Useless? Maybe. But do we love it? Absolutely!
This lightning in a bottle all-electric sports car from the Croatian manufacturers Rimac Automobili, the Rimac Nevera has just conquered another Guinness World Record title — highest speed achieved by a production car… when going backwards.
— Guinness World Records (@GWR) November 7, 2023
The record, held for over two decades by the super lightweight sports car Caterham 7 Fireblade, was sent tumbling down when the Nevera hit 171.34 mph at the Automotive Testing Papenburg facility in Germany. Yes, you read that right. 171 mph, or 275 km/h, when going backwards. We bet your Golf can’t do that.
Jokes aside, this hypercar with boundless downforce and mind-bogglingly rapid acceleration, seems like it’s coming for every other record imaginable. The insane balance of the car was on display a few months ago when it claimed the fastest EV lap record at Nürburgring, outpacing the likes of Tesla Model S and Porsche Taycan by a staggering 20 seconds (some believed an even faster time was possible).
The Papenberg facility, which features two 4km straights and is often used by other German automotive giants like Mercedes-Benz and Volkswagen for high-speed development and tests, was chosen by the Rimac as it’s also the site where the Nevera broke over 20 other acceleration and braking records in just one day, including the blistering 256mph top-speed run.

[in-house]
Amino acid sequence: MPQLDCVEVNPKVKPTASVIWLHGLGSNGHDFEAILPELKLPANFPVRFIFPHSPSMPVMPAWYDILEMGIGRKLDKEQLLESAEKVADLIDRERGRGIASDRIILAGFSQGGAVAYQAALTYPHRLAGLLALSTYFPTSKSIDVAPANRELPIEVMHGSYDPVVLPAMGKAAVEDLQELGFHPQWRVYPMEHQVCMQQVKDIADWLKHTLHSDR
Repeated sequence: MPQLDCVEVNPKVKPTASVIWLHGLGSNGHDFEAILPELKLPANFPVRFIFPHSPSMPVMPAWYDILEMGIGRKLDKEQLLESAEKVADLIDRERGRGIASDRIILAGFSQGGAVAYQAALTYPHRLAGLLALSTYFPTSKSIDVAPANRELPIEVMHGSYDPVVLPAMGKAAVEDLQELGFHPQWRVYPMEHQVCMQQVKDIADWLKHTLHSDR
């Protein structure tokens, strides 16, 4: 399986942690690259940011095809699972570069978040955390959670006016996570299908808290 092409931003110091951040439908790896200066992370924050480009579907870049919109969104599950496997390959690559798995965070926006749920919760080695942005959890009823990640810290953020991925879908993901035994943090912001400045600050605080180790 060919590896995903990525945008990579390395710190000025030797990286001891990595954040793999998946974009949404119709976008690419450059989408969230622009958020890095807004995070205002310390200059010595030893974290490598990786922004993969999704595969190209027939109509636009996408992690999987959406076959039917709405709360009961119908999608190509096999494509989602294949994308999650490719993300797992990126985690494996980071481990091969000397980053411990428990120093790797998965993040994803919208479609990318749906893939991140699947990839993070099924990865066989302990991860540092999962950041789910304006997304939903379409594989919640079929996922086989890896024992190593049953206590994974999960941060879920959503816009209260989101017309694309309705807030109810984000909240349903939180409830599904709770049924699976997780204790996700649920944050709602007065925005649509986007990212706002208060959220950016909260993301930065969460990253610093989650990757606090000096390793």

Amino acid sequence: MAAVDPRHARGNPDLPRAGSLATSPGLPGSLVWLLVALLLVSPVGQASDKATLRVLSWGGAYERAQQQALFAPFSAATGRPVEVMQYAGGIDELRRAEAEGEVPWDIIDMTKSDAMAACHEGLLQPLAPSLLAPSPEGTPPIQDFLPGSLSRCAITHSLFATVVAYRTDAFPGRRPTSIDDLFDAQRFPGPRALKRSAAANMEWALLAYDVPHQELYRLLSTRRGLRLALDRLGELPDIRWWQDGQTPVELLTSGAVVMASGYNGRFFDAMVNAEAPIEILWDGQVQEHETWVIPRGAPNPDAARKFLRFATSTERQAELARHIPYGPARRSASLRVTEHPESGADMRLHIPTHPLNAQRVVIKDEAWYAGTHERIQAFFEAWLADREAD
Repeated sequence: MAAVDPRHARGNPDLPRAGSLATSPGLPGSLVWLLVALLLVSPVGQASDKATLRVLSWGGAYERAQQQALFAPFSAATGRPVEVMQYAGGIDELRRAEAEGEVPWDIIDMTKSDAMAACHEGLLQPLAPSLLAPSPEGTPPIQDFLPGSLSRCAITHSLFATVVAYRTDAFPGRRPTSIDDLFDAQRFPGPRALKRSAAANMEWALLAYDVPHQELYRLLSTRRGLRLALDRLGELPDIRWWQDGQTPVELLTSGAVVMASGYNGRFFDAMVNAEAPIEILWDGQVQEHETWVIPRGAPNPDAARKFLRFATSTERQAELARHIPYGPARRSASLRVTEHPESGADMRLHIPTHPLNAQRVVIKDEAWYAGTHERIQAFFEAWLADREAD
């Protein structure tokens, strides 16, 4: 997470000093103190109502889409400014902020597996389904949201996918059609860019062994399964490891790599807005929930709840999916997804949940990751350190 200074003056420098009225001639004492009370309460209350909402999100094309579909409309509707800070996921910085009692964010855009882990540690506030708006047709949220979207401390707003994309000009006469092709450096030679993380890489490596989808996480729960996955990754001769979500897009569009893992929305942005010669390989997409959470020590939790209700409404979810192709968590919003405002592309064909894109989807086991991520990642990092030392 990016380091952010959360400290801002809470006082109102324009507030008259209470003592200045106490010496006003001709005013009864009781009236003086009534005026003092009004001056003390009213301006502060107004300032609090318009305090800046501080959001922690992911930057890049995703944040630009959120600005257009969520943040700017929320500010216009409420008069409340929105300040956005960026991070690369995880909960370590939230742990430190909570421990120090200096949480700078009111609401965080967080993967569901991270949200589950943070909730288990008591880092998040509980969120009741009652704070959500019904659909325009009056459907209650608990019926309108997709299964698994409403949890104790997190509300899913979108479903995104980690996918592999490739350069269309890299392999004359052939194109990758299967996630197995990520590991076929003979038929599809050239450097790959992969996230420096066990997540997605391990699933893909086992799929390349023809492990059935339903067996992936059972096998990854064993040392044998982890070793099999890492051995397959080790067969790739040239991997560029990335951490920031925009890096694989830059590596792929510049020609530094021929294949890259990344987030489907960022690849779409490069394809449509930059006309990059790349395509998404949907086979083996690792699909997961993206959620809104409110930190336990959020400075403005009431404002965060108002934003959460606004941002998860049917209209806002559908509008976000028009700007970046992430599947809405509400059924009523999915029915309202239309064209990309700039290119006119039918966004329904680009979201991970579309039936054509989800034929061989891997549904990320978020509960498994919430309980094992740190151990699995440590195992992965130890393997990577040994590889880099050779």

Matija Renić, chief engineer for the Nevera, said the Croatian EV company is now entering “uncharted territory”.
He said: “It occurred to us during development that Nevera would probably be the world’s fastest car in reverse, but we kind of laughed it off. The aerodynamics, cooling and stability hadn’t been engineered for travelling backwards at speed, after all.
“But then we started to talk about how fun it would be to give it a shot. Our simulations showed that we could achieve well over 150mph, but we didn’t have much of an idea how stable it would be.”
The record-breaking Nevera wore the same green-and-black Time Attack Edition livery as previous record-breakers, 12 of which are available for customers to buy.
Rimac test driver Goran Drndak, who took the Nevera on the record-setting reverse run, said: “You’re facing straight out backwards watching the scenery flash away from you faster and faster, feeling your neck pulled forwards in almost the same sensation you would normally get under heavy braking.”
He spoke of how demanding it was to manage each and every variable, from moving the steering wheel so gently as to not upset the car’s balance to being mindful of his braking point and keeping an eye on his speed.
The Nevera, launched in 2021 with 1877bhp and already the fastest production car in the world, capable of doing 0-100mph in 3.2sec and 0-200mph in just under 11sec, can hit top speeds of 219mph, but you can theoretically reach 256mph, although in controlled conditions at Rimac-supported events.
All this is, of course, when driving forward. We think the backwards top speed of 171mph should be enough for the average driver.